Historical Learning in the Design of WTO Rules: The EC Sugar Case

18 Pages Posted: 29 Apr 2009

See all articles by Rob Ackrill

Rob Ackrill

Nottingham Business School (NEW L8), Nottingham Trent University

Adrian Kay

Crawford School of Public Policy, ANU

Abstract

The Uruguay Round Agreement made significant changes to the governance of international trade. Trade rules and dispute settlement mechanisms were altered and a series of specific agreements provided for liberalisation across economic sectors. The Agreement on Agriculture, arguably the most difficult and contentious to negotiate, permitted the continued use of trade-distorting instruments, both domestically and at the border. Rule-enforcement in agriculture therefore relies crucially on the clarity of the rules. This paper provides an in-depth study of a unique and critical case for understanding the new rules: the EC sugar regime. This policy was challenged unsuccessfully under the pre-Uruguay Round rules, but successfully under the new rules. This case is particularly valuable in allowing us to isolate the effect of the Uruguay Round on agricultural trade disputes: the policy under challenge was essentially unchanged and the legal actions addressed the same concern – excessive export subsidisation. Drawing on primary and secondary materials and interviews with key policy actors, sugar is used to illustrate how those involved in the multilateral process learned from particular rule weaknesses revealed in earlier cases, revising those rules in the Uruguay Round in such a way that dispute panels can more readily and objectively determine rule breaches.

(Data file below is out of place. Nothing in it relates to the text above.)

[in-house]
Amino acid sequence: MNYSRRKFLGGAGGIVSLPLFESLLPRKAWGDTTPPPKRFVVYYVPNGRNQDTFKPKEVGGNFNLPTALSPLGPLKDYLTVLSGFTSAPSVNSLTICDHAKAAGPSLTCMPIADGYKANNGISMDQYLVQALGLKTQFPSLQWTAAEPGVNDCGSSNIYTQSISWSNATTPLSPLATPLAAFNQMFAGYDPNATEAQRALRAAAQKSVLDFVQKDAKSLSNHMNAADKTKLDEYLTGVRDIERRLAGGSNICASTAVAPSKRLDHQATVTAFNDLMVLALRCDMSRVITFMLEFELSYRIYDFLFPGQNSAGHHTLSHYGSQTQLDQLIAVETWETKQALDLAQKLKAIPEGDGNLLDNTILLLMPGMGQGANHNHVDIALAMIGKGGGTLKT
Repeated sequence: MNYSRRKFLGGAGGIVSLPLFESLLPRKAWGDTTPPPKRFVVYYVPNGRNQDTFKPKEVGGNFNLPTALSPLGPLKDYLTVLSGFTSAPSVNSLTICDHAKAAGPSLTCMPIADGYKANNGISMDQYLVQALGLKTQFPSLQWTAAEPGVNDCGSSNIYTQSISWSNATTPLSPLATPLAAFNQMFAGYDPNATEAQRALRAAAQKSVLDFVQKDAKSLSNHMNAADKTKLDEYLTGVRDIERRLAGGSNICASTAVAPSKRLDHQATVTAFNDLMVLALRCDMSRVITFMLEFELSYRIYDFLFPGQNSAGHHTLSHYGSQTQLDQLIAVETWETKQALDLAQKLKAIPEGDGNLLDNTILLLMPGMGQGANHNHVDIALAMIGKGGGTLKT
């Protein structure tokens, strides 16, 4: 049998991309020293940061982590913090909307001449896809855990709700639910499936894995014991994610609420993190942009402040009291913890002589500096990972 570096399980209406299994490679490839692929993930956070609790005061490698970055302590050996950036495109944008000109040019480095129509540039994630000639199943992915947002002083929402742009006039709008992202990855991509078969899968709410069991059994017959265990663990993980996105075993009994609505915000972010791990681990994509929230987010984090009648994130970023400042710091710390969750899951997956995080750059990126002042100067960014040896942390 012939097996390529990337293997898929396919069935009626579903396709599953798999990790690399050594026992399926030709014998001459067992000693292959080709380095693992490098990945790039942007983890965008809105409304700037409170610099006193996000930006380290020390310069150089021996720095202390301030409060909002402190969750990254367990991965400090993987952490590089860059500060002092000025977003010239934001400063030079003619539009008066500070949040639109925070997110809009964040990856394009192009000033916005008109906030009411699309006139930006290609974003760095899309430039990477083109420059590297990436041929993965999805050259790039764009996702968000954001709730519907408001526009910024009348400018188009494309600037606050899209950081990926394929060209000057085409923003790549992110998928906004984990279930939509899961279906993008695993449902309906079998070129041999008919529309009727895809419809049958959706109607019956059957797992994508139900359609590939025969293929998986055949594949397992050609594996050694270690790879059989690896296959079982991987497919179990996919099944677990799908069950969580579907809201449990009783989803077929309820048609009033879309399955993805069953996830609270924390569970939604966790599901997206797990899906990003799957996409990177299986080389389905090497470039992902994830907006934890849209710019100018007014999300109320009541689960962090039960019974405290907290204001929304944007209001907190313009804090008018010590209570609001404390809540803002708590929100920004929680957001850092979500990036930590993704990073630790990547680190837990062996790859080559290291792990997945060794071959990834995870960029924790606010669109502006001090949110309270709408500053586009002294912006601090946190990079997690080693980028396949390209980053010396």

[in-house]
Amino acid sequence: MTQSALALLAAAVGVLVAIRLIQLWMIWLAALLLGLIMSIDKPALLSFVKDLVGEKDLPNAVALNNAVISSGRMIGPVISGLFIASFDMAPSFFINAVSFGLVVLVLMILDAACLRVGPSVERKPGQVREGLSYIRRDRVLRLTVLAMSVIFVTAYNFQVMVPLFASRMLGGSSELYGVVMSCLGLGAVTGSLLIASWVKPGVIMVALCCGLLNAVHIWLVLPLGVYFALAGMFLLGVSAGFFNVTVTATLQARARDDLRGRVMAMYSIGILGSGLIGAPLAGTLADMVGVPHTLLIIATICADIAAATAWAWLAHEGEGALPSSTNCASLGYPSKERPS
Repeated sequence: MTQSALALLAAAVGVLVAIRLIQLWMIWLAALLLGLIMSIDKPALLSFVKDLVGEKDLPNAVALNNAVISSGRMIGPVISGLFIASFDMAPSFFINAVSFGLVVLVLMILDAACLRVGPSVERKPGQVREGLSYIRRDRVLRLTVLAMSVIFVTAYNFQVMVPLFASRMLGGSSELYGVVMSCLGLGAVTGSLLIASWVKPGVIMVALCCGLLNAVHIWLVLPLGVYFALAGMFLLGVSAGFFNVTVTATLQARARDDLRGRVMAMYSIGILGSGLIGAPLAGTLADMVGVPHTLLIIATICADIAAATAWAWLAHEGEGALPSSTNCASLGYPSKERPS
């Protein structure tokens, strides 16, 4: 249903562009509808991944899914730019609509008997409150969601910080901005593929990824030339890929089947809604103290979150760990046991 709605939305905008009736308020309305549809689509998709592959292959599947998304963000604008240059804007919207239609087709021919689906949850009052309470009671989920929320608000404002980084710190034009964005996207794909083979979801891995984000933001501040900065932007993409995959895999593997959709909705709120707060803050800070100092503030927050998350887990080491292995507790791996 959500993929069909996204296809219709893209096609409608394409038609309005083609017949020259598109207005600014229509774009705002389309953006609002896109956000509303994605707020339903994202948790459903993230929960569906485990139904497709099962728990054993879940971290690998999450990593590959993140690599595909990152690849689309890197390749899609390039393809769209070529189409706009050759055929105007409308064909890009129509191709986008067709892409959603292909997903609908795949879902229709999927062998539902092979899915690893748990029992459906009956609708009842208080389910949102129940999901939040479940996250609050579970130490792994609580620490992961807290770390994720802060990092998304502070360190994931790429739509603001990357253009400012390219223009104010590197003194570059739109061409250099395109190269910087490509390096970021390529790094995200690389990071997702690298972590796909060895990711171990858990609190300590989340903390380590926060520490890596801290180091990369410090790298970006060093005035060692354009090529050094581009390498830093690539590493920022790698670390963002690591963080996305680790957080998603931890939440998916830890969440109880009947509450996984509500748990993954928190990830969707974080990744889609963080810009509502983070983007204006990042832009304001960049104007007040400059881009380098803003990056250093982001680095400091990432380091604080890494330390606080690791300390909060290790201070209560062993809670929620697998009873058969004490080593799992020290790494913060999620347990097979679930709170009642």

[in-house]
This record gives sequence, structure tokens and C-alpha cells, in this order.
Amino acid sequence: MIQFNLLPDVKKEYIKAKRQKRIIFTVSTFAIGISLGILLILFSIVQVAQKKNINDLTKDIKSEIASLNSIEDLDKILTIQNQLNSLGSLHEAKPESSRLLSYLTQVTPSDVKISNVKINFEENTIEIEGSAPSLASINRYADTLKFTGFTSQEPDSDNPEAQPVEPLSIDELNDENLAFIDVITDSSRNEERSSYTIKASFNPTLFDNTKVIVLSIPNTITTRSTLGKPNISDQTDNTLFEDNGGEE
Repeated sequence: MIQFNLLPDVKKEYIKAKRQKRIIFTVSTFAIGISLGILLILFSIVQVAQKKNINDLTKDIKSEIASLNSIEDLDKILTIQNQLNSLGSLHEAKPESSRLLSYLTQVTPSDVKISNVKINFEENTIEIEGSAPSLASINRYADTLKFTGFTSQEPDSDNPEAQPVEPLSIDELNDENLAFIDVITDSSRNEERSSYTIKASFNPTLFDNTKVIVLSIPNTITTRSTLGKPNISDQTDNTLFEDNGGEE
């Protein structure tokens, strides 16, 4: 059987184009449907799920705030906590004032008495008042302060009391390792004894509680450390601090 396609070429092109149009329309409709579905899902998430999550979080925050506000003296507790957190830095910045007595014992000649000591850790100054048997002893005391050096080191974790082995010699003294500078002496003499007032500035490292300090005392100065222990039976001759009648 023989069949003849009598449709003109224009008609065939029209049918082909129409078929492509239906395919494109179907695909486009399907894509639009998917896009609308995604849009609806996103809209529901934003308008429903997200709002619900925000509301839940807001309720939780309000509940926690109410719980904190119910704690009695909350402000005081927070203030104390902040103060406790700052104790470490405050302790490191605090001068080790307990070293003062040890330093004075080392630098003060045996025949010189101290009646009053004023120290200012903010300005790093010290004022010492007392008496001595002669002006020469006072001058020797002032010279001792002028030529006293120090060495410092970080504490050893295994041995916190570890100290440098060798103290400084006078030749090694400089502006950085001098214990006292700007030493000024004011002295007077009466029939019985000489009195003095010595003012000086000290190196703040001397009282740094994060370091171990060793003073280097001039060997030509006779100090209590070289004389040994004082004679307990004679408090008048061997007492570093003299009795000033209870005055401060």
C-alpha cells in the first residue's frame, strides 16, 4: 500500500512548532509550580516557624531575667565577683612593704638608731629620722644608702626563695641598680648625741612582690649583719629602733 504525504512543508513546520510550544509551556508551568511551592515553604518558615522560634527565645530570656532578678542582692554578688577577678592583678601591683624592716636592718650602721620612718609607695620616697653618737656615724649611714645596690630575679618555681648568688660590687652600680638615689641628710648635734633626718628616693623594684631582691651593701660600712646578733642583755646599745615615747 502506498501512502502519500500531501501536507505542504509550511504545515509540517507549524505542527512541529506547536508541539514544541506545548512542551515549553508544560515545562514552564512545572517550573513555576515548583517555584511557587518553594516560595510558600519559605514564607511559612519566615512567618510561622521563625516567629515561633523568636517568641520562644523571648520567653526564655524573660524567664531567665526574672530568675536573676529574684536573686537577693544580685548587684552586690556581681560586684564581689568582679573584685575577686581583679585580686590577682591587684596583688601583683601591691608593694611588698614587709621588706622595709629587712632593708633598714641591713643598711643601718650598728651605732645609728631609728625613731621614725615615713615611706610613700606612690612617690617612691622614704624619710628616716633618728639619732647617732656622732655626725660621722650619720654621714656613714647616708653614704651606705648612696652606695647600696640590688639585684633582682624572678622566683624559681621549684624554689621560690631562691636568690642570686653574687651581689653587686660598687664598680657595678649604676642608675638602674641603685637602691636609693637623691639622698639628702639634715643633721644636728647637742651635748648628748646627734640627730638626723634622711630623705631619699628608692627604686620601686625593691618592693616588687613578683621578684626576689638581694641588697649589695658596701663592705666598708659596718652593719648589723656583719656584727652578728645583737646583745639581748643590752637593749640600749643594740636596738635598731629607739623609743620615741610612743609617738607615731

Suggested Citation

Ackrill, Robert and Kay, Adrian, Historical Learning in the Design of WTO Rules: The EC Sugar Case. World Economy, Vol. 32, Issue 5, pp. 754-771, May 2009. Available at SSRN: https://ssrn.com/abstract=1396471 or http://dx.doi.org/10.1111/j.1467-9701.2008.01148.x

Robert Ackrill (Contact Author)

Nottingham Business School (NEW L8), Nottingham Trent University ( email )

Dept Of Economics
Burton Street
Nottingham, NG1 4BU
United Kingdom
+44 0115 848 4234 (Phone)

HOME PAGE: http://https://www.ntu.ac.uk/staff-profiles/business/robert-ackrill

Adrian Kay

Crawford School of Public Policy, ANU ( email )

7 Liversidge Street
Lennox Crossing
Canberra, ACT 0200
Australia

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